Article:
Po pi po ~ Miku Hatsune Vegetable Juice Dance
Some medias and the blogosphere (see here, here and here) are celebrating a new study published in Current Biology, allegedly showing that recognition of facial expressions is not universal. Psychological universalists and relativists never seem to get tired of chewing on that old bone of contention.
There are two aspects to the study. The first is a very nice exploration (by means of eye-tracking) of the way Asians process facial expressions, replicating the earlier work of Masaki Yuki and colleagues three years ago (read what Karim wrote of it at the time). Japanese subjects tend to focus on the eyes instead of the mouth to decode emotions – as one could have guessed from looking at Japanese Smiley faces : (^_^) for ‘happy’, (T_T) for ‘sad’, and other such (*_*) …
Yet the authors don’t stop at that fascinating result, and go on to try and prove another point : that because of this difference in face-processing style, East Asian subjects and ‘Caucasian’ subjects are not equally good at recognizing some of Paul Ekman‘s supposedly universal facial displays of emotions, like disgust and fear. And indeed East Asian subjects are significantly likelier than Caucasians to misinterpret happy or fearful faces.
Christopher Hitchens in Slate –Japanese teenagers, babies and reconciliation:
This time every summer I begin to suspect myself of going soft and becoming optimistic and sentimental. The mood passes, I need hardly add, but while it is upon me, it amounts to a real thing. On the first weekend of every August, in Palo Alto, Calif., the Japanese community opens the doors of its temple and school in order to invite guests and outsiders to celebrate the Obon Festival.
Japanese babies look like small-scale models of grown-ups in a way that makes one want to laugh out loud, while their old people achieve a sort of fineness and slenderness in bone structure and bearing that causes one to turn the head and also to wish to bow in deference.
I suppose that I am risking these generalizations (Japanese teenagers appear to look pretty much like teenagers everywhere, especially the males, so who knows what’s going on?) because it’s only a few decades ago that Japanese people were portrayed as especially ugly and misshapen and menacing. You don’t even have to look at cartoons and caricatures of the World War II epoch—more recent stereotypes from the economic rivalry of the 1980s were also pretty rough. And the first week in August is when we commemorate, or at any rate ought to commemorate, the first use of the atomic bomb. It is in living memory that this device was used on humans and the term yellow peril used to justify its use. (Japanese skin comes in several attractive shades. Yellow is a nice enough color but is not the word one would use for any of them.)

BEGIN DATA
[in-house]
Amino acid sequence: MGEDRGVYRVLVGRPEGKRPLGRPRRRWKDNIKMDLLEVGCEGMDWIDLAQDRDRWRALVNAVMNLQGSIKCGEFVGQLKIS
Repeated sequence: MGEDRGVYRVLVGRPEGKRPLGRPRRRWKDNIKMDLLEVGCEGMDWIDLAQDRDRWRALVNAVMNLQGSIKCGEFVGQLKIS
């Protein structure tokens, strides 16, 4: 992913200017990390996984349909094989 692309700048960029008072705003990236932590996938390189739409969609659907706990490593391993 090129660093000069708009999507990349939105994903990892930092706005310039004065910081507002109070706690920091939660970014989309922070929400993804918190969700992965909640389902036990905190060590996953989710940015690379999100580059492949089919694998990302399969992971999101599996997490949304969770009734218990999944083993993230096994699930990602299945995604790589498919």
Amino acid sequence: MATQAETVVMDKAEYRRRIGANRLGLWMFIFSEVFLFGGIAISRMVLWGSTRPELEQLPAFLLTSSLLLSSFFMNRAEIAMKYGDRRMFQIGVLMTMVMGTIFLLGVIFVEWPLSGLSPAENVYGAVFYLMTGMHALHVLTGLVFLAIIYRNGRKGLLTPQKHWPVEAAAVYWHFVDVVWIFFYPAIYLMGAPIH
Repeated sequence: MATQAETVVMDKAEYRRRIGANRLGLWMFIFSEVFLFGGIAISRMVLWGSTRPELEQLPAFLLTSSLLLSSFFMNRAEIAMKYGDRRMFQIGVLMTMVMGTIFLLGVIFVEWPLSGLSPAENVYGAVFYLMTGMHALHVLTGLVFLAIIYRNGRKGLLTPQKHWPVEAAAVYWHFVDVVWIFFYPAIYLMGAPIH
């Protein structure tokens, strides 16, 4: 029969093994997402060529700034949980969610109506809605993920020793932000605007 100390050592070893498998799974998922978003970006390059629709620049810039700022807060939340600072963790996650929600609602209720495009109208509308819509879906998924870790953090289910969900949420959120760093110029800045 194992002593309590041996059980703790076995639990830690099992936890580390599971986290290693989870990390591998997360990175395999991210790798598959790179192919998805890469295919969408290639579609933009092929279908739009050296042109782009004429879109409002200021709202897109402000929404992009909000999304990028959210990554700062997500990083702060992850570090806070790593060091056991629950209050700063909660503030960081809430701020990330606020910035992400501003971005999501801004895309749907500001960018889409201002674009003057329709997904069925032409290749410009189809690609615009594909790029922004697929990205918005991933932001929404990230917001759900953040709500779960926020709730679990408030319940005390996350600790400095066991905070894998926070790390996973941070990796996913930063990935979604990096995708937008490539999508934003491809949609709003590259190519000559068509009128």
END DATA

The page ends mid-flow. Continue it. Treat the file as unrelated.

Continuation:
In the United States, and especially in California, the war against Japanese imperialism was also accompanied by collective punishment of Japanese-Americans and the sequestration of their persons and property. (…)
For two centuries after 1640, the official Japanese policy towards the outside world was known as sakoku (’closed country’), by which both Japanese leaving the country and foreigners entering it could expect the death penalty.
Although not quite as harshly absolute as that, isolationism prevailed until American commodore Matthew Perry’s Black Fleet sailed into Uraga harbour in 1853, forcing Japan to open up, first to commerce with the US, later to trade with other western countries.
This Japanese world map circa 1850, gives an impression of the country’s view of its place in the world on the verge of its forced reintegration into the international community. It is an intriguing mix of foreign knowledge and native perspective.
The Japanese archipelago is placed self-confidently at the centre of the map, banishing Europe from its usual central place to a marginal one, at the western edge. The American continent is banished to the map’s far eastern side.
The continents, each assigned a different colour, are generally in the right position vis-a-vis each other, but their contours are very poorly rendered, as if the map was not drawn directly from a contemporary western example, but via a system of Chinese whispers.
* Europe is an elongated mess, the Black Sea landlocked, the Greek peninsula melted, the British Isles fragmented into multiple rocks the very presence of which has smoothed out the continent’s northwestern shores to an almost straight line from Biarritz to Hamburg.
* Africa is intersected by giant rivers morphing into two fabulous (and fabulated) inland seas; South Africa’s Natal region is placed on its own island. Madagascar had bent out of shape, its northern cape aiming at a clutter of too-large islands.
* the Red Sea is coloured red, but the Arabian peninsula is coloured in as part of Europe – not to mention triangle-shaped. The Indian subcontinent (which actually is triangle-shaped) is rendered as a tired, sagging lump of land, much smaller than the huge Indochinese land mass.
* Unless one generously discerns the St Lawrence River in the giant wound gaping in North America’s eastern side, that continent shows hardly any resemblance to its actual shape (South America is shown much more realistically).
* By 1850, the British were busy colonising Australia, but this map still presupposed the area to be barely visited, showing it as a confused, semi-discovered muddle of land, attached to the Southland – the mythical Terra Australis Incognita of ancient – western – lore.
However flawed it may be, what this map proves by getting the general gist of the world’s geography right, is that Japan was not entirely cut off from outside knowledge.
(Hat tip: Akindynos)